I referred to the three deputy chief imams above as ‘co-equal’ because some people imputed false hierarchy to the trinity of the deputy imams. The appointment letters are identical; all of them are of one and the same position - no one is superior to the other - in so far as the spirit and letter of the appointment document are concerned, as signed and sealed by the late Secretary-General, NSCIA, Alhaji Abdullatif Adegbete, at the behest of His Eminence, the Sultan, Alhaji Sa’ad Abubakar. There was nothing like the first, second or third deputy chief imam as is being held and disseminated in some quarters. Sheikh Dahiru Usman Bauchi is among the proponents of this alien idea of first, second and third deputy…. the NSCIA does not know this classification!

Ustaz Muhammad Ajah has, with a marked preferment, chosen the respected Sheikh Makari, out of the three deputies, all of whom he, however, described as ‘exceptionally qualified’, as the most deserving to be the chief imam for, according to him, (a) being the one ‘who led the first Juma’a service after the death of the Chief Imam’ (b) conducting ‘the wedding of the daughter of President Muhammad Buhari, Zara.’ (c) his ‘uncommon’ Arabic accent, as ‘an associated professor of Arabic’, (may be the writer means Associate Professor). (d) ‘He conducts the Friday sermons without papers, a style of best Imams in the home of knowledge - Egypt, where he graduated from Al-Azhar University, Cairo.’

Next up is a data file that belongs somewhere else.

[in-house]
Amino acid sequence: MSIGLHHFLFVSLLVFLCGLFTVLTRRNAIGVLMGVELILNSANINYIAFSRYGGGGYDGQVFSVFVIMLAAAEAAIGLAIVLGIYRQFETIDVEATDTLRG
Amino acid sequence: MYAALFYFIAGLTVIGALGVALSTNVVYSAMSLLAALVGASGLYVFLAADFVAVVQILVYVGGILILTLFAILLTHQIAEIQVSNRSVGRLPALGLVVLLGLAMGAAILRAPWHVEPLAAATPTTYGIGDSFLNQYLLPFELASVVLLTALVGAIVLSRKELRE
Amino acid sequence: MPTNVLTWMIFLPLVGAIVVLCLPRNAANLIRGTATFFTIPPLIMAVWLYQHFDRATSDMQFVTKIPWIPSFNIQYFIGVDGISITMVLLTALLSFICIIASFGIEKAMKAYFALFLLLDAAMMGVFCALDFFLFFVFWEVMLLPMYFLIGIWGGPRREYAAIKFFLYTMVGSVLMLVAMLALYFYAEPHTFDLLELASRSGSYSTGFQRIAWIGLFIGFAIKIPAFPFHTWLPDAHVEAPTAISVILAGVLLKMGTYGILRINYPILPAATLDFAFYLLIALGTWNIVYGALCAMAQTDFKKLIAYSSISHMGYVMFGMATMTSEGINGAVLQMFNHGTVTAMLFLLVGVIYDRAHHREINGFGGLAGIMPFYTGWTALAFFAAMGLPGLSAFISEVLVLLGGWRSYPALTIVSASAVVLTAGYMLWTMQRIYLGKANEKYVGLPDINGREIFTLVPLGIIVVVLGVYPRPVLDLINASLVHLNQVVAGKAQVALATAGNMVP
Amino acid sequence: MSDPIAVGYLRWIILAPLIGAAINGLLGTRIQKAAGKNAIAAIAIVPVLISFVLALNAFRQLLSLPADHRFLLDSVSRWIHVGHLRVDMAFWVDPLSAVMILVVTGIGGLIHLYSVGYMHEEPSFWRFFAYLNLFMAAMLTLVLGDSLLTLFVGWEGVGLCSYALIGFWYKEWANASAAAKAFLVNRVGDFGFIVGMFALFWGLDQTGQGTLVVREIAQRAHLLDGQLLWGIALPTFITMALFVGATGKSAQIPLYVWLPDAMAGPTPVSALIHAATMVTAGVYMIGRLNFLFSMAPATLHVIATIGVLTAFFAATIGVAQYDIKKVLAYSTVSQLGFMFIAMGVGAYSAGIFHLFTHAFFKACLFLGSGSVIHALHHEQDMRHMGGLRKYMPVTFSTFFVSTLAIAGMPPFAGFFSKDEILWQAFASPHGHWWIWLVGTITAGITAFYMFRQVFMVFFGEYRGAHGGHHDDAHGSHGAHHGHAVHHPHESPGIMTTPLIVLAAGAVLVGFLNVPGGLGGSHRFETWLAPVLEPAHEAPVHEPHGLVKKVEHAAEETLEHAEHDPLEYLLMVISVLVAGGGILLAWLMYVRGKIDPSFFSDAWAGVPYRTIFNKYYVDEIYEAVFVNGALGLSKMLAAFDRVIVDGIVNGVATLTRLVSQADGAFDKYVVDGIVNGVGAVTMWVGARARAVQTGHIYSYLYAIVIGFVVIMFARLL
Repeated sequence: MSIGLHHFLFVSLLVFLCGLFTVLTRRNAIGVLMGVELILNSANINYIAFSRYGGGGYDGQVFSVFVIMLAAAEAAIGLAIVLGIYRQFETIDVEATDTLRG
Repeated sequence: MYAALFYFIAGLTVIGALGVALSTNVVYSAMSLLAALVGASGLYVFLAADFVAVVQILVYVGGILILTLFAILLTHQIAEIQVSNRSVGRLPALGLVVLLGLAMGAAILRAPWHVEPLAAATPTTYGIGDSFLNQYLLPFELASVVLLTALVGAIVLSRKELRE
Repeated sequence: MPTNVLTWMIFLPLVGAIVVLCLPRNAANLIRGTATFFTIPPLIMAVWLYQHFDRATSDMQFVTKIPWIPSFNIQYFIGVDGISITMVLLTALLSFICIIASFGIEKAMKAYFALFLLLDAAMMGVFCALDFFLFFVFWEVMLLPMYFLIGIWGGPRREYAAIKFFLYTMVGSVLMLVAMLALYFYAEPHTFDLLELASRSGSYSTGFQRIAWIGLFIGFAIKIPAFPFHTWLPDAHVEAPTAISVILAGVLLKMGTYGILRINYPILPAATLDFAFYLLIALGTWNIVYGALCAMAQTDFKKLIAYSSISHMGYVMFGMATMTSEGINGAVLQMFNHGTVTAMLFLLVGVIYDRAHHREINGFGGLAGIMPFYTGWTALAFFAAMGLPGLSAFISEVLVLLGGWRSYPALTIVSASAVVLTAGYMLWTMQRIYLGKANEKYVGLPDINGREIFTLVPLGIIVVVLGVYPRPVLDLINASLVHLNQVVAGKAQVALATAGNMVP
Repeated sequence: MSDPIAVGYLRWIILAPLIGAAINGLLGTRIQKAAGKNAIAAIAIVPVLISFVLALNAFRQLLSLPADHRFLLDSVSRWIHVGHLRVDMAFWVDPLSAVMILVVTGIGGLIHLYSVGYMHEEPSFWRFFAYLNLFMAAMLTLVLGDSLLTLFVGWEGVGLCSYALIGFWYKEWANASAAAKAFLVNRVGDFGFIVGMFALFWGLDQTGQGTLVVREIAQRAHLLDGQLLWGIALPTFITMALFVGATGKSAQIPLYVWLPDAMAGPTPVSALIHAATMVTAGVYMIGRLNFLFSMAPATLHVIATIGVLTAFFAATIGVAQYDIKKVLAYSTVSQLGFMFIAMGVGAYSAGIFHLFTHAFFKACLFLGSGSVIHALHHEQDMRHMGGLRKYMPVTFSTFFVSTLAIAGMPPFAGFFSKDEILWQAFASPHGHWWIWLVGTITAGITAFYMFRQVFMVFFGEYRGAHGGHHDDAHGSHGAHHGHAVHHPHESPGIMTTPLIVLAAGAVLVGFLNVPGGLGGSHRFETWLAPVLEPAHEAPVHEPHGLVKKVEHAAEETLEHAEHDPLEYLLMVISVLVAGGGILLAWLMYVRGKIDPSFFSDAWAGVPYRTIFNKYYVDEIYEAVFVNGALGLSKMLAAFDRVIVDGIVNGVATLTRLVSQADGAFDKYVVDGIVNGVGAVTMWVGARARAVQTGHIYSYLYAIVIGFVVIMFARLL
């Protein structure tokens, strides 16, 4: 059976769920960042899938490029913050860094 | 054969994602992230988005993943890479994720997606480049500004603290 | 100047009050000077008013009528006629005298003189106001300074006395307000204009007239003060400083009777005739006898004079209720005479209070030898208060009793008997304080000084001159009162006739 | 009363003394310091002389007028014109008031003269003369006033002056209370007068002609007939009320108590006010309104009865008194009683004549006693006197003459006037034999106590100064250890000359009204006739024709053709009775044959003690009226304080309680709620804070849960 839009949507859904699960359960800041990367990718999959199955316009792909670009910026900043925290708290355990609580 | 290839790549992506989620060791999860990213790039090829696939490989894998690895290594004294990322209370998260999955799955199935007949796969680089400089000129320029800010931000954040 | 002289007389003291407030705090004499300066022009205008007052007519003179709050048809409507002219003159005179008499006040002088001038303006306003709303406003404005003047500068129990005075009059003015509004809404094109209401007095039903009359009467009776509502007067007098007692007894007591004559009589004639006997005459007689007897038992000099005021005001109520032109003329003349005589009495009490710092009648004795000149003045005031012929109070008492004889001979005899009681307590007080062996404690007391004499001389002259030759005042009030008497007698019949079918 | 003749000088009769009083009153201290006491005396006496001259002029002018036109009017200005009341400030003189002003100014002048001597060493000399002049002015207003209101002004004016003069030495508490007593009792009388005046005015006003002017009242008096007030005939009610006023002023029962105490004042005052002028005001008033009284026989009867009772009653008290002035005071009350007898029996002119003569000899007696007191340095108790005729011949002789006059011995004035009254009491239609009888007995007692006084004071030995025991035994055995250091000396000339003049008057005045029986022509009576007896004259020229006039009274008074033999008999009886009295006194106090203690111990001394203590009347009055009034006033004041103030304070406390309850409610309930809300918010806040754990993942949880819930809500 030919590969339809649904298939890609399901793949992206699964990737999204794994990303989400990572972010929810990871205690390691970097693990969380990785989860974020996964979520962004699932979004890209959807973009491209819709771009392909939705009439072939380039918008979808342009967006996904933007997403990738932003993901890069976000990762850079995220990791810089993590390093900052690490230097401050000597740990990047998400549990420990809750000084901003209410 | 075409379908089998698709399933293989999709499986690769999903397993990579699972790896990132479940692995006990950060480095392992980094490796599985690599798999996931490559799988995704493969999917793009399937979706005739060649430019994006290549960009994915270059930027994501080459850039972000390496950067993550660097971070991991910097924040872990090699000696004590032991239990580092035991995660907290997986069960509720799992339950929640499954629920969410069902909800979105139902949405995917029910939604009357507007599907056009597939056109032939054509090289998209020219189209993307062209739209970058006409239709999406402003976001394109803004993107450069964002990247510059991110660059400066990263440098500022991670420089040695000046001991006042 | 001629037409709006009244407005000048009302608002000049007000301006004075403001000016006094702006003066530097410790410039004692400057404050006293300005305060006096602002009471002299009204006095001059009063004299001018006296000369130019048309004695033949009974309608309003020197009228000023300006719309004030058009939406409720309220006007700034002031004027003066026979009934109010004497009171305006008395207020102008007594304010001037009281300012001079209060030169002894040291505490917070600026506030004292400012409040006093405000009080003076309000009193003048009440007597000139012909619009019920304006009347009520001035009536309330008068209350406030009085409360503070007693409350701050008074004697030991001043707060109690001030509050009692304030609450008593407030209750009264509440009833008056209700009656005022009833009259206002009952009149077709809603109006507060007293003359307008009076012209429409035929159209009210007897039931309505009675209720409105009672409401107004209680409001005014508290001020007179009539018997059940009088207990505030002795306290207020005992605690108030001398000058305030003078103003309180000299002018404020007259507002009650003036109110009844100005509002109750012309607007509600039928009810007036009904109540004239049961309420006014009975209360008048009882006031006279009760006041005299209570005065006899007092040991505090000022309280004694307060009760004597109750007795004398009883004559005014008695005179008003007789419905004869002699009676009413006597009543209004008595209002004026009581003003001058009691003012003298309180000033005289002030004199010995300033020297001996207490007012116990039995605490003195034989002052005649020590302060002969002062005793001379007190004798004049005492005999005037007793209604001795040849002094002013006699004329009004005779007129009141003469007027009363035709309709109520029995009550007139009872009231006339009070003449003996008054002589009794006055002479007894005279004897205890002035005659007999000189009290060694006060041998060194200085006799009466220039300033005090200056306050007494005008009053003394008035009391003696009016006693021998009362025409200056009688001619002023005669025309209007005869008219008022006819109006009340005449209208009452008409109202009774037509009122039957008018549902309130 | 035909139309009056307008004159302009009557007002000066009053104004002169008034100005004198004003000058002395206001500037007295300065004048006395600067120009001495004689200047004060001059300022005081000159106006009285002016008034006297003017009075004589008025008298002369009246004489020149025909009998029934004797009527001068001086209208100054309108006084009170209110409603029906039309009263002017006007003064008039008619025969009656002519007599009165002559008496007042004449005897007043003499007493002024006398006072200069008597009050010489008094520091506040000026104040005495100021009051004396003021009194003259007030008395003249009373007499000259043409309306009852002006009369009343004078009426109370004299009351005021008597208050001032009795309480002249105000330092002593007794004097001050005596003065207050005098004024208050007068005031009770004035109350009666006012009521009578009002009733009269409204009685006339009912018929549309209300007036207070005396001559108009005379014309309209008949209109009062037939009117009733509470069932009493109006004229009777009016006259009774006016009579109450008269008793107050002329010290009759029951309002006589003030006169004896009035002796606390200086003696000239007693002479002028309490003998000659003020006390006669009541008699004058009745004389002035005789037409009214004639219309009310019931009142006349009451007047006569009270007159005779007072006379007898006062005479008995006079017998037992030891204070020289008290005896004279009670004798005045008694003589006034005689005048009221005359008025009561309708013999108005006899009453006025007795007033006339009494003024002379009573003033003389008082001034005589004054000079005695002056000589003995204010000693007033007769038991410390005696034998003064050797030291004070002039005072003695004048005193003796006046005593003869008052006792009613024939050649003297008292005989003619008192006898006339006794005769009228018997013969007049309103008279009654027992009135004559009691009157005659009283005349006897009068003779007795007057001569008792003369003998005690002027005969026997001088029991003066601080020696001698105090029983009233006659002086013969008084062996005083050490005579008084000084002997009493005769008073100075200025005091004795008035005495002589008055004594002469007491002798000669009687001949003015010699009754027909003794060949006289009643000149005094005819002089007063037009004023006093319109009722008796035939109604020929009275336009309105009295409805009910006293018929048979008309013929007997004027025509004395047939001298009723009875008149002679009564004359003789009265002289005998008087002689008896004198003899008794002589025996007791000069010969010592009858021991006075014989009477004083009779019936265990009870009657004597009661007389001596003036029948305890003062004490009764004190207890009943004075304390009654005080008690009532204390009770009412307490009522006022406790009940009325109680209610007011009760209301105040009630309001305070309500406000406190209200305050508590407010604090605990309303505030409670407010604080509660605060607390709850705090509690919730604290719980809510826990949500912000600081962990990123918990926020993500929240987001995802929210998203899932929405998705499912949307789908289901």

Let me also state that I maintain very cordial relation with all the deputy chief imams at the Abuja National Mosque. I spoke to all of them before the publication of this rejoinder. I do not prefer any of them above the other in line with the dictates of NSCIA in appointing them. Sheikh Ahmad Onilewura is the eldest of the lot, jovial in his manners, amenable and conscientious.  If I were asked to endorse any among the trio, Sheikh Ahmad Onilewura would have been the one. However, I will not. 

Sheikh Muhammad Kabir Adam has experience in conducting the affairs of the Mosque for being the first Mu’azzin for about three decades, and has served as Acting Chief Imam in 2010 and 2011 when the late Chief Imam, Sheikh Musa Muhammad went for Umrah or Hajj trips. He has been a close friend since the ‘90s when I came to the mosque. We have been on hajj trips on a number of occasions. Sheikh Ibrahim Maqary is a bosom friend (and recently a brother in-law) whom I met in the 90s during my stint at  Al-Azhar University for the Dauratul A’immah course. I have not met anybody in my life as humble,  amiable, ebullient,  and, - if I may add, unassuming - ever-willing to share, with others, the knowledge Allah has bestowed upon him, as Sheikh Ibrahim Makari. 

When the then candidates were subjected to intense interview and screening for the deputy imamship of the Abuja National Mosque, the late Sheikh Musa Muhammad was preeminently qualified to continue as the Chief Imam, and was thus not ‘requested to undergo’ any ‘thorough screenings’ as stated by Ustaz Muhammad Ajah.